Surgery pp 553-584 | Cite as

Biliary System

  • Hobart W. Harris


The history of biliary tract disease extends over 3500 years, but the birth of modern-day surgical intervention occurred little more than a century ago. Early Egyptians were aware of the liver and biliary system, and assigned these organs significance for divining future events. The oldest recorded case of gallstones was in the mummified remains of the Princess of Amenen from Thebes, circa 1500 b.c. At the time of her death, her well-preserved gallbladder contained at least 30 gallstones. For more than a millennium after her demise, little changed regarding the largely mystical interpretation of the liver and biliary system. But, beginning with Hippocrates (400 b.c.) and extending through the time of Galen (a.d. 200), there gradually developed an appreciation for organ dysfunction and how this might result in disease. In 1506, the detailed description of right upper quadrant abdominal pain associated with the presence of gallstones made by Antonio Benivieni (1440–1502) was published, representing the first correlation of biliary colic with autopsy findings. During the ensuing 250 years, a growing appreciation for human anatomy, combined with the hypothesis that biliary calculi could result from stasis within the gallbladder, culminated in the first reported cholecystectomy. In 1867, through a surgical misadventure, John Stough Bobbs of Indiana opened what he initially mistook for an ovarian cyst in a woman complaining of abdominal pain. No doubt to his surprise, the incision yielded several gallstones, as the cystic structure was instead the gallbladder. After removing the stones, Bobbs closed the cholecystotomy incision and the patient recovered.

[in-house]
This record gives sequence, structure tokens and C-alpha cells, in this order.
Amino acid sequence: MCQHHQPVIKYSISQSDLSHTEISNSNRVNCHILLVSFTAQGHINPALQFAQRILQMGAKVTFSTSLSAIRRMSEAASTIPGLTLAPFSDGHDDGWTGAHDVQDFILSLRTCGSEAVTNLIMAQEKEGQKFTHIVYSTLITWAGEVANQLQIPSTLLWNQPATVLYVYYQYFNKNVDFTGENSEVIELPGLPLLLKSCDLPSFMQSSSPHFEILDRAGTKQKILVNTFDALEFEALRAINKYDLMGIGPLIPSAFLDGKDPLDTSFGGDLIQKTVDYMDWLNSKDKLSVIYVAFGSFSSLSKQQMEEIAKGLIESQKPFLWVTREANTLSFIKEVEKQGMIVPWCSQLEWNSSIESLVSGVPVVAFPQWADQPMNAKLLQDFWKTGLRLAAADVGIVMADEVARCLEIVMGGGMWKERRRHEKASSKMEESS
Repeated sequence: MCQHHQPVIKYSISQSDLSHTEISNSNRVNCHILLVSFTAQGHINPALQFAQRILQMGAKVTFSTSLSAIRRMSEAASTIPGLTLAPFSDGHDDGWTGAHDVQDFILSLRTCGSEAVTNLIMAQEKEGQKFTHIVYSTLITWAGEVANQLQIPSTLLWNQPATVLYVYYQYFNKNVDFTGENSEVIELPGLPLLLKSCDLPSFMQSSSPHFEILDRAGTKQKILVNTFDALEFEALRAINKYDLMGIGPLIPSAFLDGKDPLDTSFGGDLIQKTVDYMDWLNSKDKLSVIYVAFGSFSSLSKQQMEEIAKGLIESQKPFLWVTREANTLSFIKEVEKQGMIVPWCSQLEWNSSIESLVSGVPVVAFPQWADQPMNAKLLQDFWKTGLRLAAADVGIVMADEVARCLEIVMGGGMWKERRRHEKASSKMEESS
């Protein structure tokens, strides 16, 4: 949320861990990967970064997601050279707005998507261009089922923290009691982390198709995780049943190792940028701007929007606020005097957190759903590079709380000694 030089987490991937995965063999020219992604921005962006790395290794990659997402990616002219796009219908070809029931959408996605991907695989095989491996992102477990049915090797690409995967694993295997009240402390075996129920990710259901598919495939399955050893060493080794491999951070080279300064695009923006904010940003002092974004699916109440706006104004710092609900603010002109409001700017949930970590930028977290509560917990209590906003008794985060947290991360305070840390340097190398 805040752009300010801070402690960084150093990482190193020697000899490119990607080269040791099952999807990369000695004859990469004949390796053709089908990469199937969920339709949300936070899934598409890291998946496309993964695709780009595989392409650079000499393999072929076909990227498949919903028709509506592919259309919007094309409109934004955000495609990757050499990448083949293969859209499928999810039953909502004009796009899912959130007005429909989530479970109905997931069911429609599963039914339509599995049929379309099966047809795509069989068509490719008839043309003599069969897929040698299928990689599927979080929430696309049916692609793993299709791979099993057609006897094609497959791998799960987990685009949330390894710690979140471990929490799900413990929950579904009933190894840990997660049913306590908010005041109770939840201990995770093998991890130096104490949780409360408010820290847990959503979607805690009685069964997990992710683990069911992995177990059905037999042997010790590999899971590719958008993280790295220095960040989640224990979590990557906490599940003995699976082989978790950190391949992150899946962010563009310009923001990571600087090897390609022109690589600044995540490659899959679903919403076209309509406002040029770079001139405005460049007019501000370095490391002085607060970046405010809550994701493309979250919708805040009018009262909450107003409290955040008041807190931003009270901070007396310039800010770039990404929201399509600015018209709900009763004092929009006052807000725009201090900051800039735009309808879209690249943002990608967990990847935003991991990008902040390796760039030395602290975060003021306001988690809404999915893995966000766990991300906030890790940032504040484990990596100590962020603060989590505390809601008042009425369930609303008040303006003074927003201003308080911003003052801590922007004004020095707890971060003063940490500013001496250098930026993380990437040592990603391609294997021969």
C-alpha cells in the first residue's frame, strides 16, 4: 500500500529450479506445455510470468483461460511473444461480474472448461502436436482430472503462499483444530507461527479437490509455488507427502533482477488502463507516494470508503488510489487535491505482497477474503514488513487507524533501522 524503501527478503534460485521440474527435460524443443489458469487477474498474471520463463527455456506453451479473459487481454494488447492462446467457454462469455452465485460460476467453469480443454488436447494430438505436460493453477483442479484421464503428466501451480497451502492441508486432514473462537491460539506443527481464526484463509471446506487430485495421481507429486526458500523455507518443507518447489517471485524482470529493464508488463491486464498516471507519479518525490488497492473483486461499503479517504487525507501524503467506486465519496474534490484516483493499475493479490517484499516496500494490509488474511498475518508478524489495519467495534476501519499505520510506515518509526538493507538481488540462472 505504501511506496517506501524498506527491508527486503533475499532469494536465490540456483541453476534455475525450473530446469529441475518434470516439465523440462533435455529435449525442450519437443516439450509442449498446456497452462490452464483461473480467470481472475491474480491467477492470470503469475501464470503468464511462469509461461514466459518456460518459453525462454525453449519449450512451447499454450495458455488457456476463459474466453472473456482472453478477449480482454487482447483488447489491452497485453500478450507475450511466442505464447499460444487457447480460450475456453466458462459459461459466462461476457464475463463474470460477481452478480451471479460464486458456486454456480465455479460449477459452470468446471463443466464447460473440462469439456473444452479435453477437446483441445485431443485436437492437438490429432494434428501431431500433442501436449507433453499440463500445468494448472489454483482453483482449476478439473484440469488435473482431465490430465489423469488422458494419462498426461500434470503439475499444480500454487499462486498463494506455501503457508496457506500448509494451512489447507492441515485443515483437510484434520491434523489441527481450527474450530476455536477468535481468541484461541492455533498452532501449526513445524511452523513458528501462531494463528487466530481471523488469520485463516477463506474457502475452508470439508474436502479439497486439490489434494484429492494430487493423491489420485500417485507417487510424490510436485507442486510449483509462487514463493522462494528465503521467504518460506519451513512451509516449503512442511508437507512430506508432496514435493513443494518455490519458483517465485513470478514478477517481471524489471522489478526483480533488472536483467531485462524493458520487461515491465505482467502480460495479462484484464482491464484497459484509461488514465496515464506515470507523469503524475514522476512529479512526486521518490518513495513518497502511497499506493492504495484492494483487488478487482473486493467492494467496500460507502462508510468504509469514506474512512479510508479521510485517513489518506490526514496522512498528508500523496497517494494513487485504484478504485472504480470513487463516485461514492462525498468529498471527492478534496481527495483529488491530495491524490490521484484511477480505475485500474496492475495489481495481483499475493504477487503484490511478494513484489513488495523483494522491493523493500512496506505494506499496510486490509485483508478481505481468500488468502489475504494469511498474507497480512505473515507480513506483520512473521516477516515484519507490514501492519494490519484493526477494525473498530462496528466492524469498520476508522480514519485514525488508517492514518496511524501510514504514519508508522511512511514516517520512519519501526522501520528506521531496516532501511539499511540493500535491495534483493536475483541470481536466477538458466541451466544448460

Bile Duct Common Bile Duct Laparoscopic Cholecystectomy Acute Cholecystitis Gallbladder Cancer 
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© Springer Science+Business Media New York 2001

Authors and Affiliations

  • Hobart W. Harris

There are no affiliations available

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